Introducing Adam Price

Last weekend saw Plaid Cymru have become the third party in the Assembly this year to return a new leader in Adam Price, the Assembly Member for Carmarthen East and Dinefwr. Adam Price beat previous leader Leanne Wood and Rhun ap Iorwerth to the post by taking 49.7% of first preference votes, which meant he didn’t quite reach the requisite 50% mark, leading to Leanne Wood being knocked out of the contest and her second preference votes being redistributed. Second preference votes gave Adam Price 618 more votes, meaning he beat Rhun ap Iorwerth by 3,481 votes to 1,961.

Adam Price has only been an Assembly Member since 2016, but prior to this he was the Member of Parliament for Carmarthen East and Dinefwr from 2001 until 2010, where he famously attempted to impeach Tony Blair over the Iraq war.  In both Westminster and the Assembly Adam Price has been a confident orator and with one commentator last week describing him as an “ideas machine”, many will have welcomed the victory for a man long seen by many as a leader-in-waiting.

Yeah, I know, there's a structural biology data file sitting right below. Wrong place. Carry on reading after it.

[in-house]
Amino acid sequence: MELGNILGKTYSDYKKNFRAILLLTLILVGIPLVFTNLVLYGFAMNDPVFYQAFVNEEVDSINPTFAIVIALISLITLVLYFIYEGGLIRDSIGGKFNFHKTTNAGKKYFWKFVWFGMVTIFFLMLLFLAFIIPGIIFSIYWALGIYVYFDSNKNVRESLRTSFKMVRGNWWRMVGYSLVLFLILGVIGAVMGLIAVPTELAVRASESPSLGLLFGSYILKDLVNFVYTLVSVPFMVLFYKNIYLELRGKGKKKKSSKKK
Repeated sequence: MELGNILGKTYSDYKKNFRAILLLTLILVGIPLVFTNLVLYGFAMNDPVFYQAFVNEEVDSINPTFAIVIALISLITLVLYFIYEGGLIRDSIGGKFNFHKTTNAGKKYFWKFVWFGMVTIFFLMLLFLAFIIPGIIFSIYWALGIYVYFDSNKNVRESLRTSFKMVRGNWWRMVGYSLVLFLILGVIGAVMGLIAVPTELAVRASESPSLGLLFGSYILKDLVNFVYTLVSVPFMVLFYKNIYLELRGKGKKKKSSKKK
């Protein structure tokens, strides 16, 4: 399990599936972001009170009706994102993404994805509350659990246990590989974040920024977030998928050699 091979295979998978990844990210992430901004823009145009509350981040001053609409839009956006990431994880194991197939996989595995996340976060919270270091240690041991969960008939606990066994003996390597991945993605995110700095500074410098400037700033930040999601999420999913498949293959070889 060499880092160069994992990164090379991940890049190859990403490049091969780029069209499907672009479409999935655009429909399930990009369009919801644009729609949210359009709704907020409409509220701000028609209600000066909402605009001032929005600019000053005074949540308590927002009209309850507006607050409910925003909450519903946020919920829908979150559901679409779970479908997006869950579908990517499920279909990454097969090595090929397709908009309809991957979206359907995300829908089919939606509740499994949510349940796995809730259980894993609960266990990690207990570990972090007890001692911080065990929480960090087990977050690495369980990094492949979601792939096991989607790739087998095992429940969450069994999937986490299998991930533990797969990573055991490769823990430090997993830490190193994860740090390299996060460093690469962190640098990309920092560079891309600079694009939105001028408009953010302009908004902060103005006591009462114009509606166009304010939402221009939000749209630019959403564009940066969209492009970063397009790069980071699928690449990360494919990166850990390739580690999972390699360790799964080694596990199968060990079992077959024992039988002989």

While Adam Price has mentioned has mentioned Community Housing Cymru several times over the last few years during Plenary,  his spokesperson roles have not allowed him to spend a huge amount of time on the issue of housing since he joined the Assembly. However, infrastructure featured heavily in Wales 2030, his 10 point plan for the Welsh economy which formed the backbone of his leadership campaign, with interesting proposals to set up a national housebuilding agency which would bring together local authorities, housing associations and the private sector to boost housebuilding. With collaboration a key part of our recent response to the Review of Affordable Housing Supply in Wales, I’m sure there will be common ground on the need to build the homes we need to make good housing as basic right for all.

Further to this, Adam also worked closely with CHC during his time away from frontline politics, in his work on The Collective Entrepreneur, a publication we sponsored alongside The Charity Bank, which called on Welsh Government to promote social values in business and unleash the potential of social enterprises.

The big question for Adam Price following his election will be whether he will be willing to take his party into a coalition with the Conservatives if this could prevent another Labour Government in Wales. He outright rejected this suggestion during his campaign (in contrast to his competitor Rhun ap Iorwerth), saying that he wouldn’t form a coalition with the Conservatives or Welsh Labour. He suggested that Plaid Cymru “have to win” as independence for Wales the ultimate goal and they are the only party with this in their vision.

Read more on the Welsh elections here.